Although the City has made significant investments (over $7.8 million) in the WQLS area, the ground is still moving at a significant rate. The City will continue to monitor land movement in the WQLS area, but there are no planned major investments at this time. The monitoring will require the City to continue to invest in monitoring equipment that is damaged or destroyed due to land movement. In 2022, the City will spend $65,000 to replace damaged monitoring equipment.

The existing de-watering infrastructure must be maintained, including the pumping wells, horizontal fans, and related infrastructure. In 2021 the horizontal fans were rehabilitated and early indications suggest this was successful. The current estimate to maintain the existing equipment requires an annual contribution of $70,000.

Due to the large costs and unpredictable effectiveness of additional pumping equipment, there will be no more horizontal drains or pumping wells installed in the area at this time. If in the future more drains and pumps are recommended and West Quesnel residents agree to a parcel tax to fund more drains and pumps, Council will consider a parcel tax for West Quesnel. No parcel tax is being considered at this point.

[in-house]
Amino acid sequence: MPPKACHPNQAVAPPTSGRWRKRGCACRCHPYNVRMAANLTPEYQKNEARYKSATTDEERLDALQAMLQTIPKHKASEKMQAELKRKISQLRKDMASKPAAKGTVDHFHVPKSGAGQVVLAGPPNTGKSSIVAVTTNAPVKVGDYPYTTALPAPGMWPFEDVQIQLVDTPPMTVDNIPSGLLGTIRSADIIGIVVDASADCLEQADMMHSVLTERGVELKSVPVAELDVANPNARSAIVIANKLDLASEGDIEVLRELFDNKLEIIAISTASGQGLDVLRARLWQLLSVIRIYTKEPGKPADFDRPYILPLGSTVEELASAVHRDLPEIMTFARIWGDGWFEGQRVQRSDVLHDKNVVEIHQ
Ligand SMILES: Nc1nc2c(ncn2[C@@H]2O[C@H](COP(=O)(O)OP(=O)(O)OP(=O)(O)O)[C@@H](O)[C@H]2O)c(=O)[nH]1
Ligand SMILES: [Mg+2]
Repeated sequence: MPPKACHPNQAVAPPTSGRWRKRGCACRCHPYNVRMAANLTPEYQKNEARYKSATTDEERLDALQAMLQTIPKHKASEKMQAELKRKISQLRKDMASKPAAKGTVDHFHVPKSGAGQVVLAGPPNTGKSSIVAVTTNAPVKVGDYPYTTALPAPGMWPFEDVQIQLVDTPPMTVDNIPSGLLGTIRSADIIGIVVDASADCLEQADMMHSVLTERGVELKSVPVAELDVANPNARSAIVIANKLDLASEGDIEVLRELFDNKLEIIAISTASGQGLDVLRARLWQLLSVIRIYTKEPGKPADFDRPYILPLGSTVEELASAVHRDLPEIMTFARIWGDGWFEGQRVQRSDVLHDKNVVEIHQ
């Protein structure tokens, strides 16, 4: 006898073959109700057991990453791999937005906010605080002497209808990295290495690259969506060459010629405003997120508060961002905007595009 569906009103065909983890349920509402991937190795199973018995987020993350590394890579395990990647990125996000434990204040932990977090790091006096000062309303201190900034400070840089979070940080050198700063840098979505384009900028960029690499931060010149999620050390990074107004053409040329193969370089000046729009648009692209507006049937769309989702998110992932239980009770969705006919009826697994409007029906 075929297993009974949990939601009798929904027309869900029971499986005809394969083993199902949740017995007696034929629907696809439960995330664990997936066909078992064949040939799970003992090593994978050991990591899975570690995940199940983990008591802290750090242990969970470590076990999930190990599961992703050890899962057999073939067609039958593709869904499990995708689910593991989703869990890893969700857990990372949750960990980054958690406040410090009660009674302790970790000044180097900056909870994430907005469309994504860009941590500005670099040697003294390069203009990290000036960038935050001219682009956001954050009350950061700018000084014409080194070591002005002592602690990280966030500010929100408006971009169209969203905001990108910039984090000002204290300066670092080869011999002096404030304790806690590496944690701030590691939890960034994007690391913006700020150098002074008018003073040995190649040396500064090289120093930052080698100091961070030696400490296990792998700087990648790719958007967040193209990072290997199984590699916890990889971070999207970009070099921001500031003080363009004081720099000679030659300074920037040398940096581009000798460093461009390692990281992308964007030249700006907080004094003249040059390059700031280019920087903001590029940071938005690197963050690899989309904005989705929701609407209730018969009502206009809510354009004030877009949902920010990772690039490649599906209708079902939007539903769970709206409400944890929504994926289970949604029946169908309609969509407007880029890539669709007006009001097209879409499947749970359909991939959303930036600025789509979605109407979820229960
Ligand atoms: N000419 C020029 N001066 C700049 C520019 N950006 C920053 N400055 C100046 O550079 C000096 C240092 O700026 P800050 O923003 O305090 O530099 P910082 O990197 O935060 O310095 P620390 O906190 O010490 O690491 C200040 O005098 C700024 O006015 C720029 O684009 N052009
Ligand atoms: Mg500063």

The City will continue to focus on the surface drainage in this area.

Building in the WQLS area
Building information

The Community Charter authorizes the Building Inspector to require a Geotechnical Report to be supplied with a building permit application on any lands they feel may be susceptible. The City has mapped out most areas which have the potential for movement, however site specific conditions outside these areas may also cause the Building Inspector to request a report.

Most development in the West Quesnel Land Stability Area of the City will require a Geotechnical Report to accompany an application although there are some exceptions. Learn more about Building in the West Quesnel Land Stability Area (WQLSA).

For more information contact the Building Department at 250-992-2111 or buildinginspection@quesnel.ca.

For more information about land hazards visit the Getting Started page.